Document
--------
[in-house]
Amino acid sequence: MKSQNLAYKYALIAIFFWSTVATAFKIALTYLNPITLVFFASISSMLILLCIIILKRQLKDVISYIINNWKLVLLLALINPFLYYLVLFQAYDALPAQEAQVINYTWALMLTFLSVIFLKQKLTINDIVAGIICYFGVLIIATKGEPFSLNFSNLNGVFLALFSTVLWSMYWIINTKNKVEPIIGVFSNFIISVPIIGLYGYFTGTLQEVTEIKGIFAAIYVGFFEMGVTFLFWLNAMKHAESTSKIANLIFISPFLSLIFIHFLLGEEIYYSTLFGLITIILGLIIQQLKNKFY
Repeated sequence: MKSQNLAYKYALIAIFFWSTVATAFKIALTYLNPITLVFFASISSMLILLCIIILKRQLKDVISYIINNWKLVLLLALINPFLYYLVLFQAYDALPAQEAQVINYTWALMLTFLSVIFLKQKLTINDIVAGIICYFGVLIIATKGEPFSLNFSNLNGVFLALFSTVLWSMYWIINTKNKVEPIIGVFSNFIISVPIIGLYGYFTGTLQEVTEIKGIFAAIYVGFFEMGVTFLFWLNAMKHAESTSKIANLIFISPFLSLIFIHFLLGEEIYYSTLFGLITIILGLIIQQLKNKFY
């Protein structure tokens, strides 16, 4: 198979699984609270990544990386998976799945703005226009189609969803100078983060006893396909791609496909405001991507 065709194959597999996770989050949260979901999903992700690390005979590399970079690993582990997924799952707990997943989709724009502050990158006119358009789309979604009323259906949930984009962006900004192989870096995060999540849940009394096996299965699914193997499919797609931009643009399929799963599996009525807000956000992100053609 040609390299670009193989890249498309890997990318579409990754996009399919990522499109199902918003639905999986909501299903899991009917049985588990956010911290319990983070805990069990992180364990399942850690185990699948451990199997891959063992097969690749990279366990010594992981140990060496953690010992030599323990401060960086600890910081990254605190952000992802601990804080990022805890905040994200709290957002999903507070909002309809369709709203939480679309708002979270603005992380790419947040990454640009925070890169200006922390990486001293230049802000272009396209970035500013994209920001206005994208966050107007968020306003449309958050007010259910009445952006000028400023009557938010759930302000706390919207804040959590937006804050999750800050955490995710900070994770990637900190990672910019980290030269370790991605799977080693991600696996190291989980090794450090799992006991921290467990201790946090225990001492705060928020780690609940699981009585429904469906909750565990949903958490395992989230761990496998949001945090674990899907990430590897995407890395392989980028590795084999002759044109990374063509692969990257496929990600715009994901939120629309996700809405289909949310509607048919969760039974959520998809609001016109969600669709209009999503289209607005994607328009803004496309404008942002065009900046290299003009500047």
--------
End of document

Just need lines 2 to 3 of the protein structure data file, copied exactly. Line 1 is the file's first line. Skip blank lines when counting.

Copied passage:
Amino acid sequence: MKSQNLAYKYALIAIFFWSTVATAFKIALTYLNPITLVFFASISSMLILLCIIILKRQLKDVISYIINNWKLVLLLALINPFLYYLVLFQAYDALPAQEAQVINYTWALMLTFLSVIFLKQKLTINDIVAGIICYFGVLIIATKGEPFSLNFSNLNGVFLALFSTVLWSMYWIINTKNKVEPIIGVFSNFIISVPIIGLYGYFTGTLQEVTEIKGIFAAIYVGFFEMGVTFLFWLNAMKHAESTSKIANLIFISPFLSLIFIHFLLGEEIYYSTLFGLITIILGLIIQQLKNKFY
Repeated sequence: MKSQNLAYKYALIAIFFWSTVATAFKIALTYLNPITLVFFASISSMLILLCIIILKRQLKDVISYIINNWKLVLLLALINPFLYYLVLFQAYDALPAQEAQVINYTWALMLTFLSVIFLKQKLTINDIVAGIICYFGVLIIATKGEPFSLNFSNLNGVFLALFSTVLWSMYWIINTKNKVEPIIGVFSNFIISVPIIGLYGYFTGTLQEVTEIKGIFAAIYVGFFEMGVTFLFWLNAMKHAESTSKIANLIFISPFLSLIFIHFLLGEEIYYSTLFGLITIILGLIIQQLKNKFY